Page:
The results are in and no surprise — California’s lean snowpack means a third year of drought for the state whose farms supply about half the nation’s fruit and vegetables.
The state’s survey clocks in at 81 percent of normal water content in the snow, with the state fearing early spring heat could melt the white stuff, leaving fewer reserves later in the summer when they are most needed. Plus a National Marine Fisheries Service report, called a biological opinion, may trigger more conservation measures to protect salmon and steelhead, cutting water left for farms and homes.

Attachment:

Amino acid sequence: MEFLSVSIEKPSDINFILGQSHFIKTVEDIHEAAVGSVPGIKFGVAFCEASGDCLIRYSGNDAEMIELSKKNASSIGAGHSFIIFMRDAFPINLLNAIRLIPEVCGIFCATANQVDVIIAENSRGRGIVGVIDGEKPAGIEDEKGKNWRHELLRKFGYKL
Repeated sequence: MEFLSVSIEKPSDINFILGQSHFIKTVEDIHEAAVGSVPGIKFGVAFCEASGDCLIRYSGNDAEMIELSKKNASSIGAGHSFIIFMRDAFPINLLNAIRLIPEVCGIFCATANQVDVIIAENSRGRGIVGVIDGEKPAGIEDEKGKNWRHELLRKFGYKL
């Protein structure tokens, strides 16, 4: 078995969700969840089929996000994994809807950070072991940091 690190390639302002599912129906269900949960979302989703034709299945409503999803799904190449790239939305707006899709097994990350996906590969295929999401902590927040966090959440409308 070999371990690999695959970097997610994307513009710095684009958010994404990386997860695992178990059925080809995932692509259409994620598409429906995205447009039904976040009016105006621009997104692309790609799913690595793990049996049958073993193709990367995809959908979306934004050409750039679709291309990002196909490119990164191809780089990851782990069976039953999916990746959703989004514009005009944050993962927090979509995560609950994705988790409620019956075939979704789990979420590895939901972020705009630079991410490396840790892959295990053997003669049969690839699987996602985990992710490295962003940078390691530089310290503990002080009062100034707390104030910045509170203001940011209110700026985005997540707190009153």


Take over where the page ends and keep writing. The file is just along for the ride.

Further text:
Things have improved a tinge since Gov. Arnold Schwarzenegger declared a drought emergency in February, but the state, eyeing climate change, is preparing for a dry 2010 and says that statewide storage is about 5 million acre feet below average. Since one acre foot is enough for a household or two for a year, that’s a lot.